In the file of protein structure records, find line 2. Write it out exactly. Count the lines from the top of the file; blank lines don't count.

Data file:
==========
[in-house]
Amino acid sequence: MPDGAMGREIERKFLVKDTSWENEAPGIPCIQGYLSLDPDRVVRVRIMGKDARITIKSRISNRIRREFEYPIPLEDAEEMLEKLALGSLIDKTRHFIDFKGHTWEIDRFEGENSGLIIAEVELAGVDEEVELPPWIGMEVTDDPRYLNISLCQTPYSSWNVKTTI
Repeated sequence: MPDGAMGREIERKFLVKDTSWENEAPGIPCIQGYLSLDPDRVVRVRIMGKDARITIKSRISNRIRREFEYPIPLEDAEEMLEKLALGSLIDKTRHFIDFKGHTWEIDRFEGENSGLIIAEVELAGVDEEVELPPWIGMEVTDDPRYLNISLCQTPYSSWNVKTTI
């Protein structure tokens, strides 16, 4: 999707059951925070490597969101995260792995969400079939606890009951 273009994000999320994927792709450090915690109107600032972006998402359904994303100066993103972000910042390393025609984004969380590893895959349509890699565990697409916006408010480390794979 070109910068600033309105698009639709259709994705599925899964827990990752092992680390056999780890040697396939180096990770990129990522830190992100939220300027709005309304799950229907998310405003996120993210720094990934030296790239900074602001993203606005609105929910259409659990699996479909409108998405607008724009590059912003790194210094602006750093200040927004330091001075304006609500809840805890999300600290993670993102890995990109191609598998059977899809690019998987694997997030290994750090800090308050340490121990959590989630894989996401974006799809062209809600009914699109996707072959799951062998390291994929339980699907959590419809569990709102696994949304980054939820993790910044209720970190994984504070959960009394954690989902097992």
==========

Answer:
Amino acid sequence: MPDGAMGREIERKFLVKDTSWENEAPGIPCIQGYLSLDPDRVVRVRIMGKDARITIKSRISNRIRREFEYPIPLEDAEEMLEKLALGSLIDKTRHFIDFKGHTWEIDRFEGENSGLIIAEVELAGVDEEVELPPWIGMEVTDDPRYLNISLCQTPYSSWNVKTTI